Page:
The Pulp Appeal of Solomon Kane

Posted: February 13, 2017 in Uncategorized

Awesome post on the lasting appeal of Robert Howard’s Solomon Kane (and I don’t mean the movie).

Broadswords and Blasters

weird_tales_august_1928When modern readers think about pulp fiction, they no doubt tend to imagine sword and sorcery like Conan the Barbarian, lost worlds fiction like The Land That Time Forgot, pulp detectives like Dick Tracy or The Shadow, or horror like the Cthulhu Mythos. They probably don’t envision a dour, glum-faced musket-wielding Puritan roaming Europe and Africa in the late 1500s/early 1600s. And yet, Solomon Kane was quite popular for creator Robert E. Howard, with nearly as many stories as Conan or his sailor hero Steve Costigan.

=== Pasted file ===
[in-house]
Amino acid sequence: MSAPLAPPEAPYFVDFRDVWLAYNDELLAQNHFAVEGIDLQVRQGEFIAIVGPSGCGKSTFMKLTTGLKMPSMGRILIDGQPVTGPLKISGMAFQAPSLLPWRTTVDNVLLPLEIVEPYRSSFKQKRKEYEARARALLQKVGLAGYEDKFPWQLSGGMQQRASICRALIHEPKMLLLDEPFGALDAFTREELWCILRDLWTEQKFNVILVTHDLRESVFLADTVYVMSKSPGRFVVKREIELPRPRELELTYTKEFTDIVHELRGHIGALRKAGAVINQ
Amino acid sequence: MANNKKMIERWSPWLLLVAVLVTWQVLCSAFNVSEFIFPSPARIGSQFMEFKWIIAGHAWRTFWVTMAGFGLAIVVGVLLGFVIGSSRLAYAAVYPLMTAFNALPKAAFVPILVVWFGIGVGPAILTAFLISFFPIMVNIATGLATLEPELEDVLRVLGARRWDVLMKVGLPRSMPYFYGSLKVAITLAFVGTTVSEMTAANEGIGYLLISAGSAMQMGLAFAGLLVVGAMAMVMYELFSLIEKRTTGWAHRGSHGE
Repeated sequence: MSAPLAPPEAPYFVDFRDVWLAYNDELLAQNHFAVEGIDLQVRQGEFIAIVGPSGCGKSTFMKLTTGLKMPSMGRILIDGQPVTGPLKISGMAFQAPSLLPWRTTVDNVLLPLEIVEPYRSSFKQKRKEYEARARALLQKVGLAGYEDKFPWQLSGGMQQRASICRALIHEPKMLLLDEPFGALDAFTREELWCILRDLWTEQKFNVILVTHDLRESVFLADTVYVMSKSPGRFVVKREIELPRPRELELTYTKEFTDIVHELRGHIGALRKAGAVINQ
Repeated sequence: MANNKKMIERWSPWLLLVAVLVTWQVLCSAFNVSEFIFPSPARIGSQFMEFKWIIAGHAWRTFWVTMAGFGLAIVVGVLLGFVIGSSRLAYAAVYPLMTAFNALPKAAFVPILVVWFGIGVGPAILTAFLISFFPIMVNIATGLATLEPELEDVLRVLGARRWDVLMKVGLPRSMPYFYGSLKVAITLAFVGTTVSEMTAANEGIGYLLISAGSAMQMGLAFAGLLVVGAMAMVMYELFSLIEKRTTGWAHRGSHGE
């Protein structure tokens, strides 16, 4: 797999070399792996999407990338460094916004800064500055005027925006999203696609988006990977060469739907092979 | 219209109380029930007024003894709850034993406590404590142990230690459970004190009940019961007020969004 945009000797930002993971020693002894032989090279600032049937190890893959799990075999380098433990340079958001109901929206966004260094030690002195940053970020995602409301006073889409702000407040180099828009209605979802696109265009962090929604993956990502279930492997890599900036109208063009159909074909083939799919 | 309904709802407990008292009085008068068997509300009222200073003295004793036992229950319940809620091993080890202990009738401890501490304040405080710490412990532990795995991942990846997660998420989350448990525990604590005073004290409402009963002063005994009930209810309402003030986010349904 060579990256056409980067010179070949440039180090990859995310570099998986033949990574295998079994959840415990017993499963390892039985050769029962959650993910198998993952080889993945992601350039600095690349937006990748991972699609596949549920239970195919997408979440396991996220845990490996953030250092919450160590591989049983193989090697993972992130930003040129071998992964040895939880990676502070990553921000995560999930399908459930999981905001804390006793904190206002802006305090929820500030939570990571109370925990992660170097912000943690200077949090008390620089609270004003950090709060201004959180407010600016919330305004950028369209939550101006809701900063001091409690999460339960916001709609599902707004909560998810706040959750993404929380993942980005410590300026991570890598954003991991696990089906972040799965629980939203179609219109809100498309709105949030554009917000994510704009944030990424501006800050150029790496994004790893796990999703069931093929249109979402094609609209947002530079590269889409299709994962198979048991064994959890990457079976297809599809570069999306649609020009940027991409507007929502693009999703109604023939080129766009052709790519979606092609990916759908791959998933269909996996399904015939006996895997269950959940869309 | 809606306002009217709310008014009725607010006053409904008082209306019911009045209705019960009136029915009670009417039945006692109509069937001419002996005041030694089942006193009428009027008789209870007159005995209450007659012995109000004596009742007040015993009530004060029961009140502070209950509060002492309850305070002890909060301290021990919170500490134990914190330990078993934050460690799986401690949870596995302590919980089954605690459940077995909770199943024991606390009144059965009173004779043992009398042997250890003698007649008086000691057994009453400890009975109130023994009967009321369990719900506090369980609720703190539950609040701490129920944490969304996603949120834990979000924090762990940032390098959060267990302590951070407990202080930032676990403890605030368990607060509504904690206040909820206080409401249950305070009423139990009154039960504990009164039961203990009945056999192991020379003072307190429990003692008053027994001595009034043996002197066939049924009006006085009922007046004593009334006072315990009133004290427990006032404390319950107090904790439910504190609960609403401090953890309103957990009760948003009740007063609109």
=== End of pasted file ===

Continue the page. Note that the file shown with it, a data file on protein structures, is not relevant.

Like Conan, Solomon Kane is frequently overmatched by the enemies he faces, often pulling off seemingly impossible triumphs through luck and alliances with more powerful forces. He’s not the typical muscle-bound sword swinger or athletic boxer, as he’s often described as being tall and lanky, though strong, and he’s never looked upon by others as an attractive man.

One of the biggest reasons Kane succeeds…

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